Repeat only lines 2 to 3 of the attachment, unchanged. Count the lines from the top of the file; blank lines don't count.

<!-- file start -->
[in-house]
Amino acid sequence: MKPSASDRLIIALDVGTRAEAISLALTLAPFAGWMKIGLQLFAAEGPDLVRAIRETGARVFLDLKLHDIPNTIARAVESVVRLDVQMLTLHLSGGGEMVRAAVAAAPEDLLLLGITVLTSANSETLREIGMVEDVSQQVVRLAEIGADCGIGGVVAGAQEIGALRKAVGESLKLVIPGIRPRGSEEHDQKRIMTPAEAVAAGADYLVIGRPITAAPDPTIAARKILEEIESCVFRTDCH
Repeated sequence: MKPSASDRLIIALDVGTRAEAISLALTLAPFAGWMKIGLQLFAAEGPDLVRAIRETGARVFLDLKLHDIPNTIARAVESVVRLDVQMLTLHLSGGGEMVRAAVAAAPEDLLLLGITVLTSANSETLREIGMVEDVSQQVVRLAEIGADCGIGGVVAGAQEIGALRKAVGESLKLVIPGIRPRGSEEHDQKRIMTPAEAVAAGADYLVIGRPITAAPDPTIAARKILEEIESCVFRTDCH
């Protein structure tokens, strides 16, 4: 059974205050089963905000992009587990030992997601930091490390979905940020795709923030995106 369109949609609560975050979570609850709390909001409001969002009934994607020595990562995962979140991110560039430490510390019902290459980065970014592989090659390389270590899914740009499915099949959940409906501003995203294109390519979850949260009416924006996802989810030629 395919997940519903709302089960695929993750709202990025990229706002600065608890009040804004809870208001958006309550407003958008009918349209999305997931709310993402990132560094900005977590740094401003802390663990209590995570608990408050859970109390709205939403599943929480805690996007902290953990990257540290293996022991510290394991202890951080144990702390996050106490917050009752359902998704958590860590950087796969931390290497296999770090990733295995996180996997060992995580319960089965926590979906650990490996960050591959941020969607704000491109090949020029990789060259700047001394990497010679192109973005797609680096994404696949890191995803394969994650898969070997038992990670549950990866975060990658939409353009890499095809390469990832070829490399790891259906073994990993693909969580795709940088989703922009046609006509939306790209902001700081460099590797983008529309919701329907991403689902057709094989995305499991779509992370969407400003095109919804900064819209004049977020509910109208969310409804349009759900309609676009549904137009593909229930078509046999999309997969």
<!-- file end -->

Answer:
Amino acid sequence: MKPSASDRLIIALDVGTRAEAISLALTLAPFAGWMKIGLQLFAAEGPDLVRAIRETGARVFLDLKLHDIPNTIARAVESVVRLDVQMLTLHLSGGGEMVRAAVAAAPEDLLLLGITVLTSANSETLREIGMVEDVSQQVVRLAEIGADCGIGGVVAGAQEIGALRKAVGESLKLVIPGIRPRGSEEHDQKRIMTPAEAVAAGADYLVIGRPITAAPDPTIAARKILEEIESCVFRTDCH
Repeated sequence: MKPSASDRLIIALDVGTRAEAISLALTLAPFAGWMKIGLQLFAAEGPDLVRAIRETGARVFLDLKLHDIPNTIARAVESVVRLDVQMLTLHLSGGGEMVRAAVAAAPEDLLLLGITVLTSANSETLREIGMVEDVSQQVVRLAEIGADCGIGGVVAGAQEIGALRKAVGESLKLVIPGIRPRGSEEHDQKRIMTPAEAVAAGADYLVIGRPITAAPDPTIAARKILEEIESCVFRTDCH